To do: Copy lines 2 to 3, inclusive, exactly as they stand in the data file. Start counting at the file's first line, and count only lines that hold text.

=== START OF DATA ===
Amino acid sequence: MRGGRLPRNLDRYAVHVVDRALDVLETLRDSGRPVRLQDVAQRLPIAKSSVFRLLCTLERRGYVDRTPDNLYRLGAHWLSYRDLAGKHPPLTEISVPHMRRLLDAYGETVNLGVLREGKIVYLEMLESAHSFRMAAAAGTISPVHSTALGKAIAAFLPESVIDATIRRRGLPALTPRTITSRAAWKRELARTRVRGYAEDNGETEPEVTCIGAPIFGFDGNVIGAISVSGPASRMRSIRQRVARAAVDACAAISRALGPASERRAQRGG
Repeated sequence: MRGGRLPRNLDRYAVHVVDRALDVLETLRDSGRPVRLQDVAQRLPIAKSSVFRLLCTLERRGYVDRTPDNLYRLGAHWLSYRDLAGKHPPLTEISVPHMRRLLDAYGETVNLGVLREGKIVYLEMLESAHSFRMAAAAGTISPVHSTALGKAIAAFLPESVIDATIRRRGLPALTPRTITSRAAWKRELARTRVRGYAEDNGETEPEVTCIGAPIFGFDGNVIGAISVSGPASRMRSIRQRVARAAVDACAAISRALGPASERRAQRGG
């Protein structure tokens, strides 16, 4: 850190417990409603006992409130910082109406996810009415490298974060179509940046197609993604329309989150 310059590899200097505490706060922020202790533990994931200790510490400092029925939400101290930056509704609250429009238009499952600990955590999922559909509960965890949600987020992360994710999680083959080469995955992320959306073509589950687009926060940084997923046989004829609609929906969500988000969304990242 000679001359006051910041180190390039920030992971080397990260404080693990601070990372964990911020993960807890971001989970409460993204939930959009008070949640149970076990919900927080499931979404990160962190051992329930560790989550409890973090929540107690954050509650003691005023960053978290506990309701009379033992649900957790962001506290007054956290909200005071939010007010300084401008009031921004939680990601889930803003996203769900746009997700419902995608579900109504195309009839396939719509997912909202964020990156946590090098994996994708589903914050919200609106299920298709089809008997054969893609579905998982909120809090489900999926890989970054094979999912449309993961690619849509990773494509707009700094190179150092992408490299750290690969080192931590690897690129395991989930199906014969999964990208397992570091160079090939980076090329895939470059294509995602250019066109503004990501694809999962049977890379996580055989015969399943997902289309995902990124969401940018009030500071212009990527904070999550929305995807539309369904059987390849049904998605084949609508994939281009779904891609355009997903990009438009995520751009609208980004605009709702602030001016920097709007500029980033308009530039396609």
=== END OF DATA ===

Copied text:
Repeated sequence: MRGGRLPRNLDRYAVHVVDRALDVLETLRDSGRPVRLQDVAQRLPIAKSSVFRLLCTLERRGYVDRTPDNLYRLGAHWLSYRDLAGKHPPLTEISVPHMRRLLDAYGETVNLGVLREGKIVYLEMLESAHSFRMAAAAGTISPVHSTALGKAIAAFLPESVIDATIRRRGLPALTPRTITSRAAWKRELARTRVRGYAEDNGETEPEVTCIGAPIFGFDGNVIGAISVSGPASRMRSIRQRVARAAVDACAAISRALGPASERRAQRGG
């Protein structure tokens, strides 16, 4: 850190417990409603006992409130910082109406996810009415490298974060179509940046197609993604329309989150 310059590899200097505490706060922020202790533990994931200790510490400092029925939400101290930056509704609250429009238009499952600990955590999922559909509960965890949600987020992360994710999680083959080469995955992320959306073509589950687009926060940084997923046989004829609609929906969500988000969304990242 000679001359006051910041180190390039920030992971080397990260404080693990601070990372964990911020993960807890971001989970409460993204939930959009008070949640149970076990919900927080499931979404990160962190051992329930560790989550409890973090929540107690954050509650003691005023960053978290506990309701009379033992649900957790962001506290007054956290909200005071939010007010300084401008009031921004939680990601889930803003996203769900746009997700419902995608579900109504195309009839396939719509997912909202964020990156946590090098994996994708589903914050919200609106299920298709089809008997054969893609579905998982909120809090489900999926890989970054094979999912449309993961690619849509990773494509707009700094190179150092992408490299750290690969080192931590690897690129395991989930199906014969999964990208397992570091160079090939980076090329895939470059294509995602250019066109503004990501694809999962049977890379996580055989015969399943997902289309995902990124969401940018009030500071212009990527904070999550929305995807539309369904059987390849049904998605084949609508994939281009779904891609355009997903990009438009995520751009609208980004605009709702602030001016920097709007500029980033308009530039396609």